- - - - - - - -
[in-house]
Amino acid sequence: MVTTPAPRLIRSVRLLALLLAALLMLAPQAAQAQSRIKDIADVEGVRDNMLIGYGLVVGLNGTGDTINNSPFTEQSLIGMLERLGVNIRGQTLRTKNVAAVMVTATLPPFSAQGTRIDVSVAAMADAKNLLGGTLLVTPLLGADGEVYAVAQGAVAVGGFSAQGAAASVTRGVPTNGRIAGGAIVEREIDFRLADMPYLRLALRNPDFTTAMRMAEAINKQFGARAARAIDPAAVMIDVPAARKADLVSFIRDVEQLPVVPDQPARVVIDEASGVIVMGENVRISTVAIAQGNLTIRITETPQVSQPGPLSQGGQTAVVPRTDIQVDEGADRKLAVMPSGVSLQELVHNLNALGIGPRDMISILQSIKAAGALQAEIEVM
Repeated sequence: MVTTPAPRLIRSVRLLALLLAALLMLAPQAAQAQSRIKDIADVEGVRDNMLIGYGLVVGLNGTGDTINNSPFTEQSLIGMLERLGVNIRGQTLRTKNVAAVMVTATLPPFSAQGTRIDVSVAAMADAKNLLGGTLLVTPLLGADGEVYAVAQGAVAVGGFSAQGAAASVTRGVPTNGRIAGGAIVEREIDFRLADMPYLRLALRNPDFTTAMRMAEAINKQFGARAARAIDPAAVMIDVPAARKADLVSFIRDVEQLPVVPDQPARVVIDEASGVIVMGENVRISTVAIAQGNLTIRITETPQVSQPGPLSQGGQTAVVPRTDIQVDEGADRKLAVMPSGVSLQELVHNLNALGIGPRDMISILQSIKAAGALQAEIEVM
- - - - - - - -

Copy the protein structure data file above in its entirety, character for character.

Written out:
[in-house]
Amino acid sequence: MVTTPAPRLIRSVRLLALLLAALLMLAPQAAQAQSRIKDIADVEGVRDNMLIGYGLVVGLNGTGDTINNSPFTEQSLIGMLERLGVNIRGQTLRTKNVAAVMVTATLPPFSAQGTRIDVSVAAMADAKNLLGGTLLVTPLLGADGEVYAVAQGAVAVGGFSAQGAAASVTRGVPTNGRIAGGAIVEREIDFRLADMPYLRLALRNPDFTTAMRMAEAINKQFGARAARAIDPAAVMIDVPAARKADLVSFIRDVEQLPVVPDQPARVVIDEASGVIVMGENVRISTVAIAQGNLTIRITETPQVSQPGPLSQGGQTAVVPRTDIQVDEGADRKLAVMPSGVSLQELVHNLNALGIGPRDMISILQSIKAAGALQAEIEVM
Repeated sequence: MVTTPAPRLIRSVRLLALLLAALLMLAPQAAQAQSRIKDIADVEGVRDNMLIGYGLVVGLNGTGDTINNSPFTEQSLIGMLERLGVNIRGQTLRTKNVAAVMVTATLPPFSAQGTRIDVSVAAMADAKNLLGGTLLVTPLLGADGEVYAVAQGAVAVGGFSAQGAAASVTRGVPTNGRIAGGAIVEREIDFRLADMPYLRLALRNPDFTTAMRMAEAINKQFGARAARAIDPAAVMIDVPAARKADLVSFIRDVEQLPVVPDQPARVVIDEASGVIVMGENVRISTVAIAQGNLTIRITETPQVSQPGPLSQGGQTAVVPRTDIQVDEGADRKLAVMPSGVSLQELVHNLNALGIGPRDMISILQSIKAAGALQAEIEVM